Afghan and Turkoman Rugs

(Posted on 15/07/14)

Afghan and Turkoman Rugs
Weaving region: Afghanistan, and north-east Iran

Categories produced: workshop, village and nomadic

Central Asia is acknowledged by most authorities as the most likely birthplace of the oriental rug, and the Turkoman nomads, who have inhabited the region for millennia, are generally accepted as having inherited the oldest pile-weaving tradition still in existence.  Marco Polo’s glowing report of the beautiful, densely knotted rugs he witnessed during his visit to Turkestan in 1280, could equally be applied to some of the finer items made there today.  Certainly, the essential characteristics and overall appearance of Turkoman rugs have hardly changed for centuries.  They are almost always red (although a myriad of different shades, from rose to magenta, give them a subtly varied decorative appeal) and their designs are usually based on either repeating gul and vegetal motifs, or, more occasionally, hatchli schemes.

The Turkomans, who were primarily nomadic and semi-nomadic herdsmen, occupied a vast territory stretching from the Caspian Sea in the west to Tibet in the east, and bounded north and south by the borderlands of Russia and Persia.  Today, these ancient tribal lands have been absorbed into the surrounding countries.  Turkmenistan and Uzbekistan are now in east Turkestan is now part of China, and Baluchistan has been split between Iran and Afghanistan.  Despite this, Turkoman rugs have retained much of their original character.  However, the weaving of Turkoman rugs has taken a different direction in each country, and there are now certain variations in the overall quality and characteristics of the rugs, as well as in the manner in which they are made.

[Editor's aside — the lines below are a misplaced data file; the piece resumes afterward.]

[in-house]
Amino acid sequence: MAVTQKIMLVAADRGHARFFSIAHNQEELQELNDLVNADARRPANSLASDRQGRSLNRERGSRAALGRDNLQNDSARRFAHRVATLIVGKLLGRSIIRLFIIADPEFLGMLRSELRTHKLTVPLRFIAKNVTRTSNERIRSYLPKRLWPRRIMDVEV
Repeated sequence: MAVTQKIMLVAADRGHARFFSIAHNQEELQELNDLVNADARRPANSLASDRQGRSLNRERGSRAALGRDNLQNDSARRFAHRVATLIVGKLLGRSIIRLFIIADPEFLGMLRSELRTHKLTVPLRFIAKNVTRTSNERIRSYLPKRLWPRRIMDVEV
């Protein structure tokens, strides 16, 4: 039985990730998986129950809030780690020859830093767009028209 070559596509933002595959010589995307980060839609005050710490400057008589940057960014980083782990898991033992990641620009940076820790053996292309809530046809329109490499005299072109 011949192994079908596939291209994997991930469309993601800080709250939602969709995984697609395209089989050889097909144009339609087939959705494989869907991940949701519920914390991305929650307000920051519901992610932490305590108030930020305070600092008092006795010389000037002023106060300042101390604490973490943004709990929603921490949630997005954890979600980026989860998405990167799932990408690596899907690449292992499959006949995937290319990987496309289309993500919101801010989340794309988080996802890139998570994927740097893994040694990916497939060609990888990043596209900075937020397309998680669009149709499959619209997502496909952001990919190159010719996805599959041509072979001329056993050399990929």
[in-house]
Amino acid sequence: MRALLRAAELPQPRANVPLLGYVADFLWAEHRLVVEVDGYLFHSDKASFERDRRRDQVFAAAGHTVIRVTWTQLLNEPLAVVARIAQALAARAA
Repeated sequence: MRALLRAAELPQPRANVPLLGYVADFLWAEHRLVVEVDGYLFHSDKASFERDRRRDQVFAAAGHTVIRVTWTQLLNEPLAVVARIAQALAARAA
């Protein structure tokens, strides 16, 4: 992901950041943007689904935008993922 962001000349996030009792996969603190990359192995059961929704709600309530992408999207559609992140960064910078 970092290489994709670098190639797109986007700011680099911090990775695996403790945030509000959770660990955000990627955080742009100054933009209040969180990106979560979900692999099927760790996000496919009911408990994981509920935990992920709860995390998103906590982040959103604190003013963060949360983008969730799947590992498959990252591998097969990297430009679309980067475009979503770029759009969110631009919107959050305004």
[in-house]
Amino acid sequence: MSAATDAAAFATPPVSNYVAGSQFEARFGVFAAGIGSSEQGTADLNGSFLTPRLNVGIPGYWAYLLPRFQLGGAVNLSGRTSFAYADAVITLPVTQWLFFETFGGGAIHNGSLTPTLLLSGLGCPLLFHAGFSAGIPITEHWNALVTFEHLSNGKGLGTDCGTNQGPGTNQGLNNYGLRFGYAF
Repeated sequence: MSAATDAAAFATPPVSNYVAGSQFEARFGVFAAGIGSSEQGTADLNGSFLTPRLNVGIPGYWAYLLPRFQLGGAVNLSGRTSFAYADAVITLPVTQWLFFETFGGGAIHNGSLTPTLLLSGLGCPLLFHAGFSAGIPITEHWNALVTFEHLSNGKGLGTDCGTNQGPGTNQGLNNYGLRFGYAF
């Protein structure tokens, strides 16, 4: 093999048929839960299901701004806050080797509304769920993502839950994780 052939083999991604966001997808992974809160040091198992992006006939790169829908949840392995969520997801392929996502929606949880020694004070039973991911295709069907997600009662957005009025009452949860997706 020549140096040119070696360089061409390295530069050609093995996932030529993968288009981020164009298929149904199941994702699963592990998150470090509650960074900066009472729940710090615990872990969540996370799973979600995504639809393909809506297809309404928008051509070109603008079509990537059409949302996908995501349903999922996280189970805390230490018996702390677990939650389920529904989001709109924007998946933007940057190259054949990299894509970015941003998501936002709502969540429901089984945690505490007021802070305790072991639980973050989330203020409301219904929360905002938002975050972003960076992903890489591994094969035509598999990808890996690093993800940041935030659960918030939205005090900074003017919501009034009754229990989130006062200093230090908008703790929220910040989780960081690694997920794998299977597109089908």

Price and resale value: Afghan and Turkoman rugs, whether of nomadic, village or workshop origin, are with few exceptions excellent value for money, and in terms of sheer quality constitute some of the very best rugs in their price range on the market today.  Although it is dangerous to generalize on resale value of such a diverse range of items, it is probable that village and nomadic rugs, in particular, will hold their value extremely well.

                                                                                       Afghan Hatchli rug